Fulham Shore reports successful six months: Franco Manca operator Fulham Shore has reported a successful first six months of the financial year with ‘turnover and customer numbers across both of our restaurant businesses ahead of the same period last year’ It added: “This performance continues to reflect the quality and value on offer at Franco Manca and The Real Greek as well as the dedication of our team. We continue to search out well located sites for our two successful businesses in order to proceed with our prudent expansion programme. Since the beginning of the financial year, two new Franco Manca pizzeria have opened, in Bath and Cambridge. In addition, we have commenced the fit out of a new Franco Manca close to Aldwych, London, scheduled to open before Christmas 2018. This will increase the number of Franco Manca locations in the UK to 43, whilst The Real Greek currently operates 16 restaurants. We are planning to open a further Franco Manca restaurant early in 2019, with more openings to follow early in the company’s next financial year which begins on 1 April 2019.”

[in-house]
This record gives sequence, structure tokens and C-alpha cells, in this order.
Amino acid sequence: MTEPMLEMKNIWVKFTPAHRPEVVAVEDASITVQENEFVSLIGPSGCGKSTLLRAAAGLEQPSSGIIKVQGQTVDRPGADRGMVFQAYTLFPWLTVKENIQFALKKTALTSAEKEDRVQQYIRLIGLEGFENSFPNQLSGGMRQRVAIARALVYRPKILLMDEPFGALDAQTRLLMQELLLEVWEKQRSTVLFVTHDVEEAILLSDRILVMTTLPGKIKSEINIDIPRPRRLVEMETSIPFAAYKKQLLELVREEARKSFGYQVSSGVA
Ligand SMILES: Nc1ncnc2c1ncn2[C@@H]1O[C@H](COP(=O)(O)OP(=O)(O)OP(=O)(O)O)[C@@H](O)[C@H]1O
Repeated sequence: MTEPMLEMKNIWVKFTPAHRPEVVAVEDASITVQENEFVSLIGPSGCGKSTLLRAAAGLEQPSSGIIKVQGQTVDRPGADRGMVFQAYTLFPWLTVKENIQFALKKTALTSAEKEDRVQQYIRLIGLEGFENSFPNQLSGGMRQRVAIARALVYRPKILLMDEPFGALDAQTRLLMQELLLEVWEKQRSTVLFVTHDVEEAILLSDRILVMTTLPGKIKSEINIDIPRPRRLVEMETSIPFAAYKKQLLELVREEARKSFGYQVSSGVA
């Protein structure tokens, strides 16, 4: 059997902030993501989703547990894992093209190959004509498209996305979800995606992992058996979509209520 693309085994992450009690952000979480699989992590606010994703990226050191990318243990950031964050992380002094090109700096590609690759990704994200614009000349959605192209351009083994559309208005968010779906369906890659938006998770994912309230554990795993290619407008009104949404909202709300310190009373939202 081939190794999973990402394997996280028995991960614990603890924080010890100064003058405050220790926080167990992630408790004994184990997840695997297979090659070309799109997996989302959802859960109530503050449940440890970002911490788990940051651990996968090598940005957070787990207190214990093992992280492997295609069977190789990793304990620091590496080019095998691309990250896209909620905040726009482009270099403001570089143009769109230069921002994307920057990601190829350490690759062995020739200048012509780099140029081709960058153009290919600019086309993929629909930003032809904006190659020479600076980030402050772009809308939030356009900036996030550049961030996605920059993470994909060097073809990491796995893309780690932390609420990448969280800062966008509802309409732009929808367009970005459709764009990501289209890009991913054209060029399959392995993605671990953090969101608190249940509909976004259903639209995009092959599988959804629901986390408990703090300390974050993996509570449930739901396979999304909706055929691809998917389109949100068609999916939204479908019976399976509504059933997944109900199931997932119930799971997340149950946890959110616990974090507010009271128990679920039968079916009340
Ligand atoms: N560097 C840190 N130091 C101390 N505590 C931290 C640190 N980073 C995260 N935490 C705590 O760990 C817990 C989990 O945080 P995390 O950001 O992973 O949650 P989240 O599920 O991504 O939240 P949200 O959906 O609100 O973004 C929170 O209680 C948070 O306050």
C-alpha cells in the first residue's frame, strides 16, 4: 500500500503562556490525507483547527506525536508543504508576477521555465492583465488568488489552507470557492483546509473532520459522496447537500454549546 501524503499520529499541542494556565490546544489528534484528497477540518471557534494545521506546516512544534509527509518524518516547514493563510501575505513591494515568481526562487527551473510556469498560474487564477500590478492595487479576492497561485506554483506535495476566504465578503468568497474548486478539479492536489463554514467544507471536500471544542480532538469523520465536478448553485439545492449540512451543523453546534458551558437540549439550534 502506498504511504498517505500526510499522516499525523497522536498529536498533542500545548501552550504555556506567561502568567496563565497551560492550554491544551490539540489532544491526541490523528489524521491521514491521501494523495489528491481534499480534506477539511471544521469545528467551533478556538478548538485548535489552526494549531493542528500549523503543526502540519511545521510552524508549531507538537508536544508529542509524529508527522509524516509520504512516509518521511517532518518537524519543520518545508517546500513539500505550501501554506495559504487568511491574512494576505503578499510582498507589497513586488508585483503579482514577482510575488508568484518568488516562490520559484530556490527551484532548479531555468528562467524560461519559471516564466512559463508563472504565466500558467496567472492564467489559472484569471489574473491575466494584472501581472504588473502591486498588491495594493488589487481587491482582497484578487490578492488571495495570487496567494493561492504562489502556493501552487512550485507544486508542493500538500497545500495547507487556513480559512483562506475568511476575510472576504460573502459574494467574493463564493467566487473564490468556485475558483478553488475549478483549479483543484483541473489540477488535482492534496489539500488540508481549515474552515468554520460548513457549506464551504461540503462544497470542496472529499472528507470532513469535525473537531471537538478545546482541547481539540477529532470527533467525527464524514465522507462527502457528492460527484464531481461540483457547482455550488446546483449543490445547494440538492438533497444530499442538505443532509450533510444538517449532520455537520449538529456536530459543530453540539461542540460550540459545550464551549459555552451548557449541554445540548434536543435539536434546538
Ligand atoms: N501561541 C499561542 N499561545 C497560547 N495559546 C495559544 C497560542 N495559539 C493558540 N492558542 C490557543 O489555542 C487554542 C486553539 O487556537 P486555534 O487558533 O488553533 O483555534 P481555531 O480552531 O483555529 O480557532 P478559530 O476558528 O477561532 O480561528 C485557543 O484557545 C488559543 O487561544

Prezzo reports near £200m hit from restaurant closures and goodwill impairments: Prezzo has reported an almost £200m writedown after it closed more than 100 restaurants, restructured its debts and its main backer wrote off two-thirds of its investment. The company, which now has 186 rather than 300 restaurants, is majority owned by private equity company TPG, which bought it off the stock market for £304m in 2014. However, a debt-for-equity swap has diluted TPG’s stake and turned five debt providers into shareholders. Papa Topco, the now-dormant former holding company for Prezzo, recorded non-cash asset writedowns and goodwill impairments of £198m in 2017. Karen Jones, the pub entrepreneur brought in as executive chairman after the restaurant closures, said Prezzo was better positioned but that market conditions were still tough. She said: “It’s no longer about expanding. It’s about being better at what we do and building like-for-like growth.” She declined to give specific numbers for current trading, but said the initial results of a new menu and restaurant refurbishments had been encouraging. The company’s results for the year to December 2017, filed at Companies House, refer to the restructuring and the risk that the transformation plan will “take longer than forecast to positively impact trading results”. The statement said that if this proved the case it would reduce capital spending, but noted that internal cash flow forecasts “do not indicate an issue” with a March 2020 test of covenants on its £51m debt facility. “Supply increased rapidly from 2006, but until around two years ago so too did demand,” said Jones. “The ones that will succeed now are those that deliver price, quality and service.” Prezzo’s operating profit fell by 70% to just £6.6m in 2017. That figure did not include £72.2m of exceptional costs, mostly relating to lease impairments. Sales fell 3%.